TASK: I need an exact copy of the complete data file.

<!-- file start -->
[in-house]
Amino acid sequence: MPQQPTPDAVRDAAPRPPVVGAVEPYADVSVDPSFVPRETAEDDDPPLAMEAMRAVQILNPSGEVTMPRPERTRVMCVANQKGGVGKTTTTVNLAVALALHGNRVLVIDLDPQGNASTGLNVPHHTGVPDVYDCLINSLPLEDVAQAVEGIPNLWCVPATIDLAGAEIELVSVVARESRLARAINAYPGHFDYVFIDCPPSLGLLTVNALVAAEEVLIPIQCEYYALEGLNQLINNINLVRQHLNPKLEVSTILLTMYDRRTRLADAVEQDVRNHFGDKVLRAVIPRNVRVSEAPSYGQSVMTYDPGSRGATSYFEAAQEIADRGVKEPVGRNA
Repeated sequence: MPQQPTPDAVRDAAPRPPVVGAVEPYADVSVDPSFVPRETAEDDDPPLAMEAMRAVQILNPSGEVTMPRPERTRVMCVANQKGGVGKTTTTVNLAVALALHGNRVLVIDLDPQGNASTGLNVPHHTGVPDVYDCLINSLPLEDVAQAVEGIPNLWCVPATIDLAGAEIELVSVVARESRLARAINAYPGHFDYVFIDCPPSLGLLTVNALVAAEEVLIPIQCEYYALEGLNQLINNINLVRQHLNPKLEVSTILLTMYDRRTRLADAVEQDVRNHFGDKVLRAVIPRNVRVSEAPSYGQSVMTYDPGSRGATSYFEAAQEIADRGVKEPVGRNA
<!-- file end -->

[in-house]
Amino acid sequence: MPQQPTPDAVRDAAPRPPVVGAVEPYADVSVDPSFVPRETAEDDDPPLAMEAMRAVQILNPSGEVTMPRPERTRVMCVANQKGGVGKTTTTVNLAVALALHGNRVLVIDLDPQGNASTGLNVPHHTGVPDVYDCLINSLPLEDVAQAVEGIPNLWCVPATIDLAGAEIELVSVVARESRLARAINAYPGHFDYVFIDCPPSLGLLTVNALVAAEEVLIPIQCEYYALEGLNQLINNINLVRQHLNPKLEVSTILLTMYDRRTRLADAVEQDVRNHFGDKVLRAVIPRNVRVSEAPSYGQSVMTYDPGSRGATSYFEAAQEIADRGVKEPVGRNA
Repeated sequence: MPQQPTPDAVRDAAPRPPVVGAVEPYADVSVDPSFVPRETAEDDDPPLAMEAMRAVQILNPSGEVTMPRPERTRVMCVANQKGGVGKTTTTVNLAVALALHGNRVLVIDLDPQGNASTGLNVPHHTGVPDVYDCLINSLPLEDVAQAVEGIPNLWCVPATIDLAGAEIELVSVVARESRLARAINAYPGHFDYVFIDCPPSLGLLTVNALVAAEEVLIPIQCEYYALEGLNQLINNINLVRQHLNPKLEVSTILLTMYDRRTRLADAVEQDVRNHFGDKVLRAVIPRNVRVSEAPSYGQSVMTYDPGSRGATSYFEAAQEIADRGVKEPVGRNA